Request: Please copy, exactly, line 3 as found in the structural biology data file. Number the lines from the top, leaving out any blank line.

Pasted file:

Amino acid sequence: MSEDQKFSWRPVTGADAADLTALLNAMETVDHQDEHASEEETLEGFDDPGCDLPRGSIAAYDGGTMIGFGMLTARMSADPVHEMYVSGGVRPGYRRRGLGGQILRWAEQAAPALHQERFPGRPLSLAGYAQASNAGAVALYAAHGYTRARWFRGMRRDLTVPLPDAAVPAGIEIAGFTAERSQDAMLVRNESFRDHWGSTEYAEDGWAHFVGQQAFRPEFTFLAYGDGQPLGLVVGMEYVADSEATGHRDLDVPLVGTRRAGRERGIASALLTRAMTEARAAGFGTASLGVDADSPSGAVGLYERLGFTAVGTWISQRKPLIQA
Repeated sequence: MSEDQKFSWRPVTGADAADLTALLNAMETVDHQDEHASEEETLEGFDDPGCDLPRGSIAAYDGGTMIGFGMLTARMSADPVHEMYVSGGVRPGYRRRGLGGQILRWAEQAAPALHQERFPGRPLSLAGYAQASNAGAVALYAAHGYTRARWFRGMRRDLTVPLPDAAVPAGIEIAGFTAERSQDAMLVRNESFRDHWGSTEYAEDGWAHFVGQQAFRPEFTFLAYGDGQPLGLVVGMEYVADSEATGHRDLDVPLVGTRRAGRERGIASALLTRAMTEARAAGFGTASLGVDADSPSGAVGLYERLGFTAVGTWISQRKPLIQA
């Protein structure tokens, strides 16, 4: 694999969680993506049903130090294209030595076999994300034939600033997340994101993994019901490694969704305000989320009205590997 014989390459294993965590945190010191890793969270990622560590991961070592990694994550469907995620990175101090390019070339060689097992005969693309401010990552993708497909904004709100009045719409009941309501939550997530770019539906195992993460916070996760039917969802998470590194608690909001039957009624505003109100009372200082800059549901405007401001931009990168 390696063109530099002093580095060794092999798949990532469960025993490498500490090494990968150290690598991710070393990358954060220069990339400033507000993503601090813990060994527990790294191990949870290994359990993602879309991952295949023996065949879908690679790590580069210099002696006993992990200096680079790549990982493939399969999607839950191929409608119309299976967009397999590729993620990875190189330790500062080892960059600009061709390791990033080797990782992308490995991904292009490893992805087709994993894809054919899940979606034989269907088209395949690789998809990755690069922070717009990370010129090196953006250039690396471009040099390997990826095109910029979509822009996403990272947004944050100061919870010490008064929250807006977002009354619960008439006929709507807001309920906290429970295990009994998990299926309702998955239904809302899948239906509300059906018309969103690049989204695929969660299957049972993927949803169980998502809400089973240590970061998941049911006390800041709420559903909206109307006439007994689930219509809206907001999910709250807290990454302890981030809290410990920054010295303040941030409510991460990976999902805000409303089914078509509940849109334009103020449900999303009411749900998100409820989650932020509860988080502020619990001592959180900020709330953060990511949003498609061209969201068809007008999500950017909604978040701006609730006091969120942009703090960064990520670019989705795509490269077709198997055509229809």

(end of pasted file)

């Protein structure tokens, strides 16, 4: 694999969680993506049903130090294209030595076999994300034939600033997340994101993994019901490694969704305000989320009205590997 014989390459294993965590945190010191890793969270990622560590991961070592990694994550469907995620990175101090390019070339060689097992005969693309401010990552993708497909904004709100009045719409009941309501939550997530770019539906195992993460916070996760039917969802998470590194608690909001039957009624505003109100009372200082800059549901405007401001931009990168 390696063109530099002093580095060794092999798949990532469960025993490498500490090494990968150290690598991710070393990358954060220069990339400033507000993503601090813990060994527990790294191990949870290994359990993602879309991952295949023996065949879908690679790590580069210099002696006993992990200096680079790549990982493939399969999607839950191929409608119309299976967009397999590729993620990875190189330790500062080892960059600009061709390791990033080797990782992308490995991904292009490893992805087709994993894809054919899940979606034989269907088209395949690789998809990755690069922070717009990370010129090196953006250039690396471009040099390997990826095109910029979509822009996403990272947004944050100061919870010490008064929250807006977002009354619960008439006929709507807001309920906290429970295990009994998990299926309702998955239904809302899948239906509300059906018309969103690049989204695929969660299957049972993927949803169980998502809400089973240590970061998941049911006390800041709420559903909206109307006439007994689930219509809206907001999910709250807290990454302890981030809290410990920054010295303040941030409510991460990976999902805000409303089914078509509940849109334009103020449900999303009411749900998100409820989650932020509860988080502020619990001592959180900020709330953060990511949003498609061209969201068809007008999500950017909604978040701006609730006091969120942009703090960064990520670019989705795509490269077709198997055509229809």